Seventy-seven percent of older adults desire to remain in their homes and communities as they grow older. However, a number of barriers stand in their way. High housing costs and inadequate home maintenance make it difficult to maintain their homes. In addition, the homes may not provide the right environment for older adults if they have mobility limitations and health issues. These problems are particularly critical for older adults of historically disadvantaged racial and ethnic groups, rural residents, and women who live alone.
Home-repair and home-modification programs can eliminate or reduce the barriers to aging within the home. They also help improve energy savings and structural durability (see also Affordability). In addition, they can help older adults avoid or delay costly institutional care while helping to preserve a community’s valuable housing stock. However, some older homeowners are victims of abusive practices. These include shoddy and incomplete work, fraudulent billing, kickbacks, and overpricing. Consumers are not adequately informed about existing protections or the danger of abuse.
The Department of Housing and Urban Development prohibits home-repair contractors from arranging for loans for homeowners under the Federal Housing Administration home improvement loan program because of the prevalence of these abusive practices.
Lack of maintenance in multifamily buildings, such as apartment complexes, can also be dangerous. It can lead to fires that can be especially harmful to older adults with mobility challenges, who may not be able to escape quickly. In some instances, a lack of coordination among emergency personnel has made it more difficult to rescue people when fires have broken out.
HOUSING QUALITY AND SAFETY: Policy
HOUSING QUALITY AND SAFETY: Policy
Funding for repairs and modifications
Funding should be provided for homeowners to repair, modify, and make the residences of older homeowners with low incomes more energy-efficient. This would support their ability to age in place.
Utilities should be required to provide grants, low-income loans, and rebates to people with low and moderate incomes to make energy efficiency improvements to their homes (see also Assistance programs).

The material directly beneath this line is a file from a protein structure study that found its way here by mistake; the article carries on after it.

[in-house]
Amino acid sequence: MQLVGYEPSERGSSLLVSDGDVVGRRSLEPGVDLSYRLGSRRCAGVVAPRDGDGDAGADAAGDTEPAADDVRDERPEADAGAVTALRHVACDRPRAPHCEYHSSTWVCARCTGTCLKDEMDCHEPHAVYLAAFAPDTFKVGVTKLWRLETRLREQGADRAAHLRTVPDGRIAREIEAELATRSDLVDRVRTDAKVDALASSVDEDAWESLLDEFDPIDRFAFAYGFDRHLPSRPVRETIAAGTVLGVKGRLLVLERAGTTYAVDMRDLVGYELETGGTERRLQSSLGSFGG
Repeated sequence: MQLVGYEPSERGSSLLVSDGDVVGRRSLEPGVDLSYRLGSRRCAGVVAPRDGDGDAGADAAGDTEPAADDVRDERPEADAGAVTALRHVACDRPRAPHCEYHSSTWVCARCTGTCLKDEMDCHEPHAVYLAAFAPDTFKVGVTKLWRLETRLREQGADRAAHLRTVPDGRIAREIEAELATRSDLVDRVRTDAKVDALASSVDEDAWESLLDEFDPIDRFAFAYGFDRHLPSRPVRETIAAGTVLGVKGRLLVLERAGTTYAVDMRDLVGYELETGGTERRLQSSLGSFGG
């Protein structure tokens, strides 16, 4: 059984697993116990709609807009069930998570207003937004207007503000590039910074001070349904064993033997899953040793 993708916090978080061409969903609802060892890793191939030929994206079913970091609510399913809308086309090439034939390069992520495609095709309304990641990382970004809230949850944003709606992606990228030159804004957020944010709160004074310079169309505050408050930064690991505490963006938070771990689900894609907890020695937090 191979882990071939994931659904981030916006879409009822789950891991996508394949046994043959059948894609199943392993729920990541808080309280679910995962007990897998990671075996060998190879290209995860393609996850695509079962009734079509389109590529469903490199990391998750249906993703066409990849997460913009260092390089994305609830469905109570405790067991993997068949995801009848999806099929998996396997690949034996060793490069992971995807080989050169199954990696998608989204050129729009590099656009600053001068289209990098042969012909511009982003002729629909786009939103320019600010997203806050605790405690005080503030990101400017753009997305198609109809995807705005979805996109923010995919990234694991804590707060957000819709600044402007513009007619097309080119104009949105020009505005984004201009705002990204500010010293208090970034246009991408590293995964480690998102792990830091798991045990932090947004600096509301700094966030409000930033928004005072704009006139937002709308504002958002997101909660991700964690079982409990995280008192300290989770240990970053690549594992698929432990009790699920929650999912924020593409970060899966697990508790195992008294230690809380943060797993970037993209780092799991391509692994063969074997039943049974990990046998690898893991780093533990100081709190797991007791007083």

Policymakers should protect consumers from fraudulent or abusive home-modification practices.
States and local governments should use funds from the Home Investment Partnerships Program, Community Development Block Grants, and Medicaid waiver programs to provide funds for homeowners for repairs and modifications (see also Medicaid). In addition, they should establish deferred payment loan A form of home equity conversion available from many local governments for repairing or improving homes. These loans do not have to be repaid until the borrower dies or moves. Typically limits are placed on the loan amount and use of funds. programs that enable older homeowners to improve the accessibility and habitability of their homes.
Multifamily housing safety
State and local governments should promote the safety of residents living in multifamily units. This includes ensuring adequate safety systems and a properly coordinated response in the event of an emergency. Possible safety systems could include sprinklers, fire alarms, and carbon monoxide monitors. Residents should be advised of emergency exit locations and other safety plans in place to prevent fatalities and serious injuries during emergencies.